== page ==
“The park board agreed to the use of RFC labor for the construction of the garden and work commenced in February 1933. … Over 450 men worked on the construction of the garden. Most were unskilled laborers. Experienced stonemasons and carpenters were enlisted to train them. The garden was dedicated on October 15, 1933. It would be several months before the garden was planted with thousands of roses, most of which were donated.
“The next major project was the construction of a Horticulture Building in the northwest corner of the park. CWA labor was used to construct the stone building and greenhouse. In December 1934, the park board voted to allow the Fort Worth Garden Club to operate a garden center at the building. It also voted to change the park’s name to the Fort Worth Botanic Garden.
“In 1935, a cactus garden was constructed north of the rose garden (now a perennial garden). WPA labor was also used for road construction. Women employed through the NYA provided tours of the garden. Through the WPA and NYA, women created scrapbooks and reference materials on garden-related topics that were used in the garden center.
“The Fort Worth Botanic Garden has grown from its original 37.5 acres to encompass 109 acres of numerous theme gardens, greenhouses, and a large garden center with a conservatory. The original Horticulture Building is now known as the Rock Springs Building. It has been enlarged several times and houses offices for garden staff, a library, and a restaurant. The original section of the garden retains much of its historic integrity and was listed on the National Register of Historic Places in 2009.”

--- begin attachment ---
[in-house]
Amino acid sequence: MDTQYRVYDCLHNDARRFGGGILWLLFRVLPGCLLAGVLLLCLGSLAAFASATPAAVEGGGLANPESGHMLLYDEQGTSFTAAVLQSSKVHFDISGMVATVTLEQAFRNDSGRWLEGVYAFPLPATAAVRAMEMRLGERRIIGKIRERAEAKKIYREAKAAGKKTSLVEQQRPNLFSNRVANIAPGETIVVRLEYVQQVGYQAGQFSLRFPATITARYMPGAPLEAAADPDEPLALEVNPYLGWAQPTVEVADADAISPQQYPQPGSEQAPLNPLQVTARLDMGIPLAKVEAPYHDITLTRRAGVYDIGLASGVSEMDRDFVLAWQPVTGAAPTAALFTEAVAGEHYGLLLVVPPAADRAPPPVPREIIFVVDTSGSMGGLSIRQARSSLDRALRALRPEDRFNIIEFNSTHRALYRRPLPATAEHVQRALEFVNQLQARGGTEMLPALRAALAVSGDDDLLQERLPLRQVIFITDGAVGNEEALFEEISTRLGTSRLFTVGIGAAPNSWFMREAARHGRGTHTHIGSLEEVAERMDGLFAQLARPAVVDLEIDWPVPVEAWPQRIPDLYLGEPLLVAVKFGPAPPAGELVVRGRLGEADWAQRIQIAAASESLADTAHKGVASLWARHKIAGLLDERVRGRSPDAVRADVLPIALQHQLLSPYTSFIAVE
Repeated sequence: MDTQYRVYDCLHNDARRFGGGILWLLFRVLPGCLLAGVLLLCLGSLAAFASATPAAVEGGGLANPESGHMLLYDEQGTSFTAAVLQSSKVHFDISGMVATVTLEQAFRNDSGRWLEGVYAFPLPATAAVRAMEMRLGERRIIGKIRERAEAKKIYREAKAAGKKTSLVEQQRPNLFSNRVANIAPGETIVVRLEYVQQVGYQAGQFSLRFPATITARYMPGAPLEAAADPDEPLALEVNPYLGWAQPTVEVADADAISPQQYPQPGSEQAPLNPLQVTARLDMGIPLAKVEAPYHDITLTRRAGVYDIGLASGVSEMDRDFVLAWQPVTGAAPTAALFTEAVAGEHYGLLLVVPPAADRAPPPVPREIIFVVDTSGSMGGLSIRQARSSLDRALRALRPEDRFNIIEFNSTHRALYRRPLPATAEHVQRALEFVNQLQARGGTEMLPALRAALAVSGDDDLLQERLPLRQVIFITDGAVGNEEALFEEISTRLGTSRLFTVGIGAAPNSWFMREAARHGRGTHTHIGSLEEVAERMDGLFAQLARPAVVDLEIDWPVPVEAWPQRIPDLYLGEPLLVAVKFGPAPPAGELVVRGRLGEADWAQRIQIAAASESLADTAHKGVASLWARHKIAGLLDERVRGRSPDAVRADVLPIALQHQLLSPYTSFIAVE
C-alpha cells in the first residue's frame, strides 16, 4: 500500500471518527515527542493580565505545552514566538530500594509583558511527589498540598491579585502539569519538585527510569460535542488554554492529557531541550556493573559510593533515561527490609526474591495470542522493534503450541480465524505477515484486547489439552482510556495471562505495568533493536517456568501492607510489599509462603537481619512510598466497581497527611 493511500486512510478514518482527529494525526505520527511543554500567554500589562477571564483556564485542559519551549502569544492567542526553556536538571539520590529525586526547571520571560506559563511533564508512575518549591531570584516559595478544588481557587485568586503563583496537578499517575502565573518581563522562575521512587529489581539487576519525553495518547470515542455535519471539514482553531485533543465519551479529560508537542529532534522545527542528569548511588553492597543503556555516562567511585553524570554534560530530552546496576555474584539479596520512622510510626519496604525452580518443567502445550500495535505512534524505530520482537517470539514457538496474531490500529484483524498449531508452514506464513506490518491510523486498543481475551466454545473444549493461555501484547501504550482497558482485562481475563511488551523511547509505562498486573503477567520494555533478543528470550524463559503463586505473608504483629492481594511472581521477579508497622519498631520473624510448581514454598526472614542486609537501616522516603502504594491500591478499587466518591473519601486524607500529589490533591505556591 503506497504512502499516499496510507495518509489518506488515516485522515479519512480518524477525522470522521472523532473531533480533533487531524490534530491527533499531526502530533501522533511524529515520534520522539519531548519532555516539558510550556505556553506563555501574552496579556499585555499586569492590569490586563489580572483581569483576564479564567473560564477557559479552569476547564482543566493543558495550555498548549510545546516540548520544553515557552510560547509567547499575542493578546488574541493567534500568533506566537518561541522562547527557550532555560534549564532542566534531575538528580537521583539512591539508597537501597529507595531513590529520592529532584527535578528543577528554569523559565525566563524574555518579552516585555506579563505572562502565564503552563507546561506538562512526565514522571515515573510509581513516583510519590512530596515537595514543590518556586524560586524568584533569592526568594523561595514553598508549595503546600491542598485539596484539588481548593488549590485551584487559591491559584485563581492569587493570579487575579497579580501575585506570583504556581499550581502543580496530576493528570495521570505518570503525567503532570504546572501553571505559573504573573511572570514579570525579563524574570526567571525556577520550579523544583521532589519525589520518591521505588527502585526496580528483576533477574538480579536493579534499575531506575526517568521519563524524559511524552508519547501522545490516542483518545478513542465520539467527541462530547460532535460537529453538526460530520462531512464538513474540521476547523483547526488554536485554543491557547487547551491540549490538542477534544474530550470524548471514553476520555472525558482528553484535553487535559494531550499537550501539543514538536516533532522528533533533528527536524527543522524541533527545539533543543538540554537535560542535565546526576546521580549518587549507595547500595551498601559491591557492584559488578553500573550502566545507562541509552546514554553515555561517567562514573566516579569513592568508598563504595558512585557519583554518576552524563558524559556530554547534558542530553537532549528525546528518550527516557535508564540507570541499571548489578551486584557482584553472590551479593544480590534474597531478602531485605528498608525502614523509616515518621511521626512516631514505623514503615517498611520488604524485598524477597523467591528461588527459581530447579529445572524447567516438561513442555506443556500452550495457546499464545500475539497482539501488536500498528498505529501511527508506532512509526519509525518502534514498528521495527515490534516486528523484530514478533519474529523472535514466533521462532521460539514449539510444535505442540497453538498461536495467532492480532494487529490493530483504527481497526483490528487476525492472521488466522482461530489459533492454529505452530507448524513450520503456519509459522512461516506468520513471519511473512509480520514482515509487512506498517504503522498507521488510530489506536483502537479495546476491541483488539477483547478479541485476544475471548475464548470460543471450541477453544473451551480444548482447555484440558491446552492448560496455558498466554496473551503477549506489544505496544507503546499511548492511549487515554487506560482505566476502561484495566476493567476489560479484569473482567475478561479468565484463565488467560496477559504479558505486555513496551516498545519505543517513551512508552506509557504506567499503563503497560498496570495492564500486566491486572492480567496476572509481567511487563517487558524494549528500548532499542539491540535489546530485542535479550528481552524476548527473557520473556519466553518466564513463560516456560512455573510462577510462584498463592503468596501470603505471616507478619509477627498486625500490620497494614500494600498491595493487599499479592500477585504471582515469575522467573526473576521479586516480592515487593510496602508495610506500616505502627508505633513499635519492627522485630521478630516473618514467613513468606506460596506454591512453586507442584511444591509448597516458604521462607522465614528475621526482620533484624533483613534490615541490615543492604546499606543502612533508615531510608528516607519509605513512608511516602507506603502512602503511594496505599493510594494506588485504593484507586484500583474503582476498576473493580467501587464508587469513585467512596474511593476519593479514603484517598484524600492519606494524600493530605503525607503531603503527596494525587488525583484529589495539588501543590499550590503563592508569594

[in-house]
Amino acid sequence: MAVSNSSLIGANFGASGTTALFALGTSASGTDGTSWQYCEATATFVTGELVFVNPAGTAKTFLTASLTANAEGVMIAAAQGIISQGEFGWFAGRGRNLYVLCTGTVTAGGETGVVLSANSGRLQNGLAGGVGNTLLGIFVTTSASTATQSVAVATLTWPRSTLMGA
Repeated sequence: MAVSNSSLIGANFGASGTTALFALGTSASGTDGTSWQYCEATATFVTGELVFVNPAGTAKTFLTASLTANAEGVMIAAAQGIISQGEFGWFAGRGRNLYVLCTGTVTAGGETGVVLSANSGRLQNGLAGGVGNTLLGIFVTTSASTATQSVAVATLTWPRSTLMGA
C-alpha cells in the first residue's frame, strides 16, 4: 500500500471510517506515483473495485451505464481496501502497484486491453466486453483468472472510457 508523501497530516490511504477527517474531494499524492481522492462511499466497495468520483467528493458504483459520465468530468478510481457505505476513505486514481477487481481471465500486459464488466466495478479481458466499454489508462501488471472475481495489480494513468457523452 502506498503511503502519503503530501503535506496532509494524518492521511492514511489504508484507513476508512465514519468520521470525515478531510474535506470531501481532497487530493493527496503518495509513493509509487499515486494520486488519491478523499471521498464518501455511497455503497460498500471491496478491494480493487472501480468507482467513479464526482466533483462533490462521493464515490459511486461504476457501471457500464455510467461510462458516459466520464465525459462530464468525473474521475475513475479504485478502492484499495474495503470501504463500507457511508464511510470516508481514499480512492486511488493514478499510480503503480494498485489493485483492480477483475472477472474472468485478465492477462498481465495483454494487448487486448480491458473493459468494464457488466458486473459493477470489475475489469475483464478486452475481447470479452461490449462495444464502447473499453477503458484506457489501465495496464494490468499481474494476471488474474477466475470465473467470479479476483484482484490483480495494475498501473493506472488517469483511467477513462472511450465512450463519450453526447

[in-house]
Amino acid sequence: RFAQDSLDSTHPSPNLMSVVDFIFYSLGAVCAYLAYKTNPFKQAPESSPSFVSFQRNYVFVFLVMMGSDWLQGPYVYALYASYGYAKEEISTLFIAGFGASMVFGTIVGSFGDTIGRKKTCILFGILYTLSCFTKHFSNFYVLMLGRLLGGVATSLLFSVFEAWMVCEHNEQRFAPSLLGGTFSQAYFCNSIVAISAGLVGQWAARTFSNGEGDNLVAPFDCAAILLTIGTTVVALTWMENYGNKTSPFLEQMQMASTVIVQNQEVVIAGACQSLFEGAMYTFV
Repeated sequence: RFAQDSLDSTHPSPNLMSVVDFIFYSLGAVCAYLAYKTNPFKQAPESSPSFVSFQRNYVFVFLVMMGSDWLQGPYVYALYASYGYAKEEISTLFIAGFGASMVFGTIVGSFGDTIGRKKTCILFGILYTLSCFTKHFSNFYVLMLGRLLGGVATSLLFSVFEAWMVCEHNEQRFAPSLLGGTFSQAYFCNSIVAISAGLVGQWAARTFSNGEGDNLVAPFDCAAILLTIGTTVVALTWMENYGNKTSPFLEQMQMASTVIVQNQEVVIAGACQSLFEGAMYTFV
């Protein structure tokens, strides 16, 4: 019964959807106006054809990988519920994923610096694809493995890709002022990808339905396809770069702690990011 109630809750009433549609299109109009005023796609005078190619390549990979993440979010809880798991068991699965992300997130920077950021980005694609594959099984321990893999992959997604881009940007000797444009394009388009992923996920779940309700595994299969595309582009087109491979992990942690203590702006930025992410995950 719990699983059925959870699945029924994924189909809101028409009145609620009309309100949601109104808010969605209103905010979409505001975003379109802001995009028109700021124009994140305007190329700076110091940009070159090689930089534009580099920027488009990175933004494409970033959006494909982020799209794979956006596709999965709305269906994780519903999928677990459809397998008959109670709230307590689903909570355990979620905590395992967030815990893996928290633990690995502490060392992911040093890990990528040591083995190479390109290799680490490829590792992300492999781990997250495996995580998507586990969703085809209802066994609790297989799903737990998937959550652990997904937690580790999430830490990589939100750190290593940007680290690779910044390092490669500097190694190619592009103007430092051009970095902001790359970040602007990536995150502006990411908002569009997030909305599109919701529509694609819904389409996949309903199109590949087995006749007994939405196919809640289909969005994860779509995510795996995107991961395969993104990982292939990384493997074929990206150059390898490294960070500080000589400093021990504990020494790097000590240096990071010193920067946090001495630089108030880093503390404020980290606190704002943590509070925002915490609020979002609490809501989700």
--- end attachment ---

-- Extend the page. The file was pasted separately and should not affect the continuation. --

PBI’s Open Letter to Congress:
Why We Need a National Infrastructure Bank
According to the American Society of Civil Engineers, nearly $6 trillion is needed to bring America’s crumbling infrastructure into good repair. While debate rages in Congress over budget issues, HR 3339, the National Infrastructure Bank bill, can fill the infrastructure gap without requiring new federal spending or federal taxes. Modeled on the Reconstruction Finance Corporation that pulled America out of the Great Depression, it will be capitalized at $500 billion (leveraged to $5 trillion in loans) with debt-for-equity swaps (existing Treasury debt for non-voting shares with a 2% dividend).
In August, the Senate passed an infrastructure bill that included only $550 billion in physical infrastructure, and passage by the full Congress remains uncertain. The debt ceiling was raised on October 7 by $480 billion, sufficient to keep the lights on until December; but any forthcoming debt ceiling resolution is unlikely to cover the $6 trillion needed for physical infrastructure. Delays will mean increased infrastructure costs.
We urge Congress to pass HR 3339 now.